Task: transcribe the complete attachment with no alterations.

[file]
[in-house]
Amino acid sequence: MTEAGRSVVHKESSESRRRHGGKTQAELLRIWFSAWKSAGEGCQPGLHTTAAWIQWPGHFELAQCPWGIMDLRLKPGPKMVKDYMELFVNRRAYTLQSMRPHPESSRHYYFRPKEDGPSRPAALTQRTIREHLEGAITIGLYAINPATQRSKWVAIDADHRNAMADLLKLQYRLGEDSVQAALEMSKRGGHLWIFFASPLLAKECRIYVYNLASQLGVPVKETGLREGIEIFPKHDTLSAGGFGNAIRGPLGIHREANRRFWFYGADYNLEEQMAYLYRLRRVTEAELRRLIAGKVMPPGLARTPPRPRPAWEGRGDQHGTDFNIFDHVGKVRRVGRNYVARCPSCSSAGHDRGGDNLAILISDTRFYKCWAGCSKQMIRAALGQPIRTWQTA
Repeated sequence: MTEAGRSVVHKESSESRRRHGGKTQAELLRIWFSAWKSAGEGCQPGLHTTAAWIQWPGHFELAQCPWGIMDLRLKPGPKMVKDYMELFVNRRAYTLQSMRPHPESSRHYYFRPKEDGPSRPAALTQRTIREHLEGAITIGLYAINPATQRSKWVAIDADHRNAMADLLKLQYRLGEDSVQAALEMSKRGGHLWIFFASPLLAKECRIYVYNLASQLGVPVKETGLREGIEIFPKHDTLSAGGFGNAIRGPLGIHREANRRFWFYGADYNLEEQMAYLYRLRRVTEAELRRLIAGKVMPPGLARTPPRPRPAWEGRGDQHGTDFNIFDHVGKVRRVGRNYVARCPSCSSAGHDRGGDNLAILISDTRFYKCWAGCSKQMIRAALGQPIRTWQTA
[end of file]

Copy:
[in-house]
Amino acid sequence: MTEAGRSVVHKESSESRRRHGGKTQAELLRIWFSAWKSAGEGCQPGLHTTAAWIQWPGHFELAQCPWGIMDLRLKPGPKMVKDYMELFVNRRAYTLQSMRPHPESSRHYYFRPKEDGPSRPAALTQRTIREHLEGAITIGLYAINPATQRSKWVAIDADHRNAMADLLKLQYRLGEDSVQAALEMSKRGGHLWIFFASPLLAKECRIYVYNLASQLGVPVKETGLREGIEIFPKHDTLSAGGFGNAIRGPLGIHREANRRFWFYGADYNLEEQMAYLYRLRRVTEAELRRLIAGKVMPPGLARTPPRPRPAWEGRGDQHGTDFNIFDHVGKVRRVGRNYVARCPSCSSAGHDRGGDNLAILISDTRFYKCWAGCSKQMIRAALGQPIRTWQTA
Repeated sequence: MTEAGRSVVHKESSESRRRHGGKTQAELLRIWFSAWKSAGEGCQPGLHTTAAWIQWPGHFELAQCPWGIMDLRLKPGPKMVKDYMELFVNRRAYTLQSMRPHPESSRHYYFRPKEDGPSRPAALTQRTIREHLEGAITIGLYAINPATQRSKWVAIDADHRNAMADLLKLQYRLGEDSVQAALEMSKRGGHLWIFFASPLLAKECRIYVYNLASQLGVPVKETGLREGIEIFPKHDTLSAGGFGNAIRGPLGIHREANRRFWFYGADYNLEEQMAYLYRLRRVTEAELRRLIAGKVMPPGLARTPPRPRPAWEGRGDQHGTDFNIFDHVGKVRRVGRNYVARCPSCSSAGHDRGGDNLAILISDTRFYKCWAGCSKQMIRAALGQPIRTWQTA